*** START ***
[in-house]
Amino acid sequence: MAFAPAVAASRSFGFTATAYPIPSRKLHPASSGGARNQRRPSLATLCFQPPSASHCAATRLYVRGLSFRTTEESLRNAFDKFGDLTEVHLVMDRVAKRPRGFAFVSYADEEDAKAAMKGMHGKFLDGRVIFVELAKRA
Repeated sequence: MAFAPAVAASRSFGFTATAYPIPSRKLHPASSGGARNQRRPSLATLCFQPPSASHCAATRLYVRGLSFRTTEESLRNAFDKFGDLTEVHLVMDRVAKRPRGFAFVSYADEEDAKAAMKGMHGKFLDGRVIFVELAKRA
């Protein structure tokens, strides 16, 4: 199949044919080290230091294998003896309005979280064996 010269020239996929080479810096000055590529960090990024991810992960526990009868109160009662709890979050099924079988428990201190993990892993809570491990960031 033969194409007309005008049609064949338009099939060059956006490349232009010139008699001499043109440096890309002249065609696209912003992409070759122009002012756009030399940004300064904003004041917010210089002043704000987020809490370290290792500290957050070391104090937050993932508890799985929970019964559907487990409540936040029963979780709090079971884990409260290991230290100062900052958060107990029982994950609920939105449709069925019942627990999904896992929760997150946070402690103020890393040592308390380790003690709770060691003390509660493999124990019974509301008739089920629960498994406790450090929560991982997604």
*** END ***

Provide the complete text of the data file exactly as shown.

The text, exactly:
[in-house]
Amino acid sequence: MAFAPAVAASRSFGFTATAYPIPSRKLHPASSGGARNQRRPSLATLCFQPPSASHCAATRLYVRGLSFRTTEESLRNAFDKFGDLTEVHLVMDRVAKRPRGFAFVSYADEEDAKAAMKGMHGKFLDGRVIFVELAKRA
Repeated sequence: MAFAPAVAASRSFGFTATAYPIPSRKLHPASSGGARNQRRPSLATLCFQPPSASHCAATRLYVRGLSFRTTEESLRNAFDKFGDLTEVHLVMDRVAKRPRGFAFVSYADEEDAKAAMKGMHGKFLDGRVIFVELAKRA
């Protein structure tokens, strides 16, 4: 199949044919080290230091294998003896309005979280064996 010269020239996929080479810096000055590529960090990024991810992960526990009868109160009662709890979050099924079988428990201190993990892993809570491990960031 033969194409007309005008049609064949338009099939060059956006490349232009010139008699001499043109440096890309002249065609696209912003992409070759122009002012756009030399940004300064904003004041917010210089002043704000987020809490370290290792500290957050070391104090937050993932508890799985929970019964559907487990409540936040029963979780709090079971884990409260290991230290100062900052958060107990029982994950609920939105449709069925019942627990999904896992929760997150946070402690103020890393040592308390380790003690709770060691003390509660493999124990019974509301008739089920629960498994406790450090929560991982997604």